It’s All in Your Perspective
December 2018 Issue
As we enter December, I greet the month with excitement—I love the sights, scents, and sounds the holiday season brings. But for others it's just another month, or conversely, it brings anxiety with lengthy to-do lists, extra social obligations, and perhaps extended-family dynamics—it's all in your perspective. Similarly, the articles in this issue demonstrate that the way in which practitioners approach interdisciplinary teamwork, evaluation of patients' activity levels, and clinical decision-making are also often a matter of perspective.
"Conflict and Collaboration in Interdisciplinary Teams" describes a scenario in which the author and a physical therapist had vastly different views about their roles in providing prosthetic care to a patient. This anecdotal example serves as a useful backdrop for the article's concepts. It explores research related to conflict and collaboration on interdisciplinary teams and how using a tool developed to facilitate teamwork and communication among healthcare professionals, the TeamSTEPPS program, may help professionals from different disciplines better understand each other's positions.
The second feature in this issue, "One Step at a Time," challenges a perception that individuals with limb loss lead sedentary or low-activity lifestyles due to their situation. In reviewing published observations of daily step counts among individuals with lower-limb amputations and placing them within the broader context of individuals with conditions such as heart disease, fibromyalgia, COPD, and the general U.S. adult population, this perspective changes. It appears that the activity levels of people with lower-limb loss are not far behind individuals without amputation.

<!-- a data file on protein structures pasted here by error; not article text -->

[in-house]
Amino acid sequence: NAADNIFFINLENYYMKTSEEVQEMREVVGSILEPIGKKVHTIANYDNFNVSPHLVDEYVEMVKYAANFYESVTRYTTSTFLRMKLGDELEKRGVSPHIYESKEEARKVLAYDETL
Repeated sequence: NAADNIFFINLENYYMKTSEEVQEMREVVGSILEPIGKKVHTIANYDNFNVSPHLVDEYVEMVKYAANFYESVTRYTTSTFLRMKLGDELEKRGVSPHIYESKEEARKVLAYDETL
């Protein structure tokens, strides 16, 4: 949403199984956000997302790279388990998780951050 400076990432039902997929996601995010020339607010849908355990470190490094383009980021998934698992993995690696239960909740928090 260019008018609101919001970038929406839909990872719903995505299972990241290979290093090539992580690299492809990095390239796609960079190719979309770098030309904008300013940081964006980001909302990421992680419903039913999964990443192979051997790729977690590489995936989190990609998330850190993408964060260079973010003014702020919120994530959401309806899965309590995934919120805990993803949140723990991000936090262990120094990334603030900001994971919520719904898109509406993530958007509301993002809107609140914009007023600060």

The American Academy of Orthotists and Prosthetists Society Spotlight, "Behavioral Sciences in Clinical Practice," provides an overview of behavioral sciences and highlights the value of applying their principles in O&P clinical practices. As in many other aspects of life, understanding another's frame of reference from which decisions are made, in this case the decisions patients make about their own healthcare and choices they make about their health—decisions that are often against their best interests—are essential to effective communication and mutual agreement on the best course of action.
In closing, however you view December, as the year draws to a close, on behalf of the staff of The O&P EDGE, I want to thank you for your readership, and wish you peace, joy, and warm wishes.